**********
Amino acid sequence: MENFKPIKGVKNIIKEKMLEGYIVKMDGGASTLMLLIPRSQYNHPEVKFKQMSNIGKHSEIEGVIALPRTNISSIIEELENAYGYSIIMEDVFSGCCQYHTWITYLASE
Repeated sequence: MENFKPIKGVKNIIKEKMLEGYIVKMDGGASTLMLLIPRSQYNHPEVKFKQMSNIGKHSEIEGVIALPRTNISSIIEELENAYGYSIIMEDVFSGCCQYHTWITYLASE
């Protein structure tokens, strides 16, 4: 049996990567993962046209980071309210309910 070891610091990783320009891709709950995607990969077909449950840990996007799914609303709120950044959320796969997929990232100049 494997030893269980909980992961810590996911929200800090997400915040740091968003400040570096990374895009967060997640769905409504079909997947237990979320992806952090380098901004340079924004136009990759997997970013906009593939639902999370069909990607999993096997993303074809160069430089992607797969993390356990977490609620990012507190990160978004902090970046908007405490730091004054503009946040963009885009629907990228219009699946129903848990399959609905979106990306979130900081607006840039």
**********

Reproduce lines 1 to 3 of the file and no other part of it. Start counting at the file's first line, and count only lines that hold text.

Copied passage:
Amino acid sequence: MENFKPIKGVKNIIKEKMLEGYIVKMDGGASTLMLLIPRSQYNHPEVKFKQMSNIGKHSEIEGVIALPRTNISSIIEELENAYGYSIIMEDVFSGCCQYHTWITYLASE
Repeated sequence: MENFKPIKGVKNIIKEKMLEGYIVKMDGGASTLMLLIPRSQYNHPEVKFKQMSNIGKHSEIEGVIALPRTNISSIIEELENAYGYSIIMEDVFSGCCQYHTWITYLASE
């Protein structure tokens, strides 16, 4: 049996990567993962046209980071309210309910 070891610091990783320009891709709950995607990969077909449950840990996007799914609303709120950044959320796969997929990232100049 494997030893269980909980992961810590996911929200800090997400915040740091968003400040570096990374895009967060997640769905409504079909997947237990979320992806952090380098901004340079924004136009990759997997970013906009593939639902999370069909990607999993096997993303074809160069430089992607797969993390356990977490609620990012507190990160978004902090970046908007405490730091004054503009946040963009885009629907990228219009699946129903848990399959609905979106990306979130900081607006840039």